• Local governments (and taxpayers; your parents, your neighbors, and even yourselves) pay the bills for broken street lights, stolen signs, and vandalized parks. We pay higher taxes and services are cut to pay for damage caused by vandalism.
  • Businesses pass on the costs of vandalism to customers through higher prices. Some businesses are forced to move to different neighborhoods, taking good shopping out of your community.

More Than Money

  • People feel angry, hurt, and sometimes frightened when something of theirs, a mailbox, a bike, a car door, is destroyed for no reason.
  • Vandalism claims other victims as well; a car crash because stop signs were stolen; someone in need of help can't dial 911 because the pay phone is broken; people get lost because street signs are missing or covered with graffiti.

Who Vandalizes and Why?

Some vandals work in groups. You may even know some of the teens doing the damage, there's no one "type" of teen who vandalizes. He or she might be the smartest kid in school, or the kid who's always in trouble. Most vandals are young people, from grade-schoolers to teens to young adults, who vandalize out of:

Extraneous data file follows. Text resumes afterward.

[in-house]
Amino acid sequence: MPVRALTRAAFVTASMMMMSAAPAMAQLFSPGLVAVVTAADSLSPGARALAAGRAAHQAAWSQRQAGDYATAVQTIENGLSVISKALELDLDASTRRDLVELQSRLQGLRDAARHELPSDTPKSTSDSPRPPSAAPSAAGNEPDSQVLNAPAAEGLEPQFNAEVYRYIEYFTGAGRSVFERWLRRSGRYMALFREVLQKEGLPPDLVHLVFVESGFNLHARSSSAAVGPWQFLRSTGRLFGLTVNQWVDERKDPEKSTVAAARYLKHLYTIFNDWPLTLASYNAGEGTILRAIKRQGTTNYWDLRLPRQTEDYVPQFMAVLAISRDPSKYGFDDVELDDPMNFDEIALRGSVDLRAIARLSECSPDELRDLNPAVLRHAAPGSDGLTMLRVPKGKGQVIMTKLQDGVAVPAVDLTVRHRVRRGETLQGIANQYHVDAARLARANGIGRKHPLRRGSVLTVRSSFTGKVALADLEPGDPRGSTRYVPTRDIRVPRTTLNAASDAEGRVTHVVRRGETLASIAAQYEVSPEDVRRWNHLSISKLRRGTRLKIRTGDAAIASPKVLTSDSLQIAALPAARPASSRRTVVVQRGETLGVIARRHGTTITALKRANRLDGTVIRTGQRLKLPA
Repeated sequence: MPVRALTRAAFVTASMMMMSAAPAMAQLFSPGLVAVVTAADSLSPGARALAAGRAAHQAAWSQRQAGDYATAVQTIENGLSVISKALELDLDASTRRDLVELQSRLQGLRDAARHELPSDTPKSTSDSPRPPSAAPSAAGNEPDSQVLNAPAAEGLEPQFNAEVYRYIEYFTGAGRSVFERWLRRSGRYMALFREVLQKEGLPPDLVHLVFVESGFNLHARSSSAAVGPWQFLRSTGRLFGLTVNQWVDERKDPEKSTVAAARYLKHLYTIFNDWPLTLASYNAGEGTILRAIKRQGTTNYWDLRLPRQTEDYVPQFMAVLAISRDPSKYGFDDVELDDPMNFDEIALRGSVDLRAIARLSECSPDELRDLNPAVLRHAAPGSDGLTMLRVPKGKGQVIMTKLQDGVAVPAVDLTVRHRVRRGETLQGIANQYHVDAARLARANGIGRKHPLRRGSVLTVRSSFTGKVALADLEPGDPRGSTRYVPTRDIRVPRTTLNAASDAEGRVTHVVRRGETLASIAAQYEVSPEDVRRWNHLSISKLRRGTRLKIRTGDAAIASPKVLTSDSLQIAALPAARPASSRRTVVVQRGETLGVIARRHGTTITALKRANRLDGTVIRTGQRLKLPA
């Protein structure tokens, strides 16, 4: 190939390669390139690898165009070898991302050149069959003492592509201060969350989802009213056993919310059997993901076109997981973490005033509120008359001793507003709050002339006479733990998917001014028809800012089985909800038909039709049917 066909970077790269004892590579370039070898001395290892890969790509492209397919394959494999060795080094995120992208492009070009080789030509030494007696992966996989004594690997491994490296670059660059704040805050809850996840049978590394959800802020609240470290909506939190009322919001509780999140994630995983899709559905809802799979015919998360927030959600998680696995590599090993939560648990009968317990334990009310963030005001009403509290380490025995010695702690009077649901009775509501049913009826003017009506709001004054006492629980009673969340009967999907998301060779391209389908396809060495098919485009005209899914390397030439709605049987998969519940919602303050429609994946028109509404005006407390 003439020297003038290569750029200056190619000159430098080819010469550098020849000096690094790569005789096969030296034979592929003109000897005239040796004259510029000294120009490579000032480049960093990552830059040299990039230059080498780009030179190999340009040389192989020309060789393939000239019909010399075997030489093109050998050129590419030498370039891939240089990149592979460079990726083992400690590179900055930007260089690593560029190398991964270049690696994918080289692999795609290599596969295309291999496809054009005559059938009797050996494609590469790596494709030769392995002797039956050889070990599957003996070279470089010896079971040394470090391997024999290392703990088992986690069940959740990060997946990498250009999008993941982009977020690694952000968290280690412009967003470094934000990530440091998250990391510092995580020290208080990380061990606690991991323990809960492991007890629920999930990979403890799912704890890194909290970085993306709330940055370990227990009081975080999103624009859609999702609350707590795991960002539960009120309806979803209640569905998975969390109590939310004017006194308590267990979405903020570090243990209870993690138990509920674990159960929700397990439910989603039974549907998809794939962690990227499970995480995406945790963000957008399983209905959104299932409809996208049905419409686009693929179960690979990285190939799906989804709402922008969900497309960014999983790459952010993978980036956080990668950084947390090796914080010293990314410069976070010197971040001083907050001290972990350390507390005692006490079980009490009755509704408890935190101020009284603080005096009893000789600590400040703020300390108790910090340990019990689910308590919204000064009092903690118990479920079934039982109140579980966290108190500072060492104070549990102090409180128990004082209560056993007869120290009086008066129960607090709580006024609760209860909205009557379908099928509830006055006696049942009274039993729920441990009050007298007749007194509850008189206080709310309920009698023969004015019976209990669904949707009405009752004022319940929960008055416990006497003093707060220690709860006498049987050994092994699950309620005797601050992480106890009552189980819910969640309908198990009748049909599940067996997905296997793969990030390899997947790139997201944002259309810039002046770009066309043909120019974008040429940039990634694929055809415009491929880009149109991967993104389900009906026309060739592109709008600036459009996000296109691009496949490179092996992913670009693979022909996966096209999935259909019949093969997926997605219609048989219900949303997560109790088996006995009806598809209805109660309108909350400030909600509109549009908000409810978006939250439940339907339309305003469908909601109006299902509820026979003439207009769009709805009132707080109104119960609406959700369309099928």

• Boredom
  • Anger
  • Revenge
  • Defiance
  • Association with friends

Take Action

  • Take pride in your surroundings. Vandalism cheapens your area and you.
  • Learn about the costs and effects of vandalism by working with law enforcement, school officials, and community leaders. Teach what you learn to other teenagers and younger children.
  • Start a clean-up crew at your school or in your neighborhood. Ask local businesses to donate supplies like paint and paintbrushes for covering graffiti, or tools and equipment for repairing vandalized property. Volunteer to help businesses and homeowners repair their property as soon as it is vandalized and paint over graffiti.
  • Write articles for your school or community newspaper on the costs of vandalism and graffiti, their impact on school and other budgets for activities, and how the courts, juvenile and adult, treat vandals.
  • Look for ways to use the talent and creativity of vandals in positive, nondestructive activities. Sponsor a mural contest at your school or a youth center. Encourage art supply stores and area businesses to provide large canvases and materials for kids to create murals inspired by themes like saying no to drugs, the importance of education, or celebrating diversity in your community. Ask local artists to attend and provide instruction and advice or judge a mural contest.
  • Start a vandalism hotline in cooperation with law enforcement and school officials that lets callers anonymously report incidents of vandalism and gives tips about vandals.
  • Work with your faith community to adopt a street or a park with your school, youth, or community group. Plant trees, bushes, and flowers. Repair equipment and install trash containers. Organize a monthly outing to clean up garbage and keep an eye on things.
Crime Prevention Tips Provided by: National Crime Prevention Council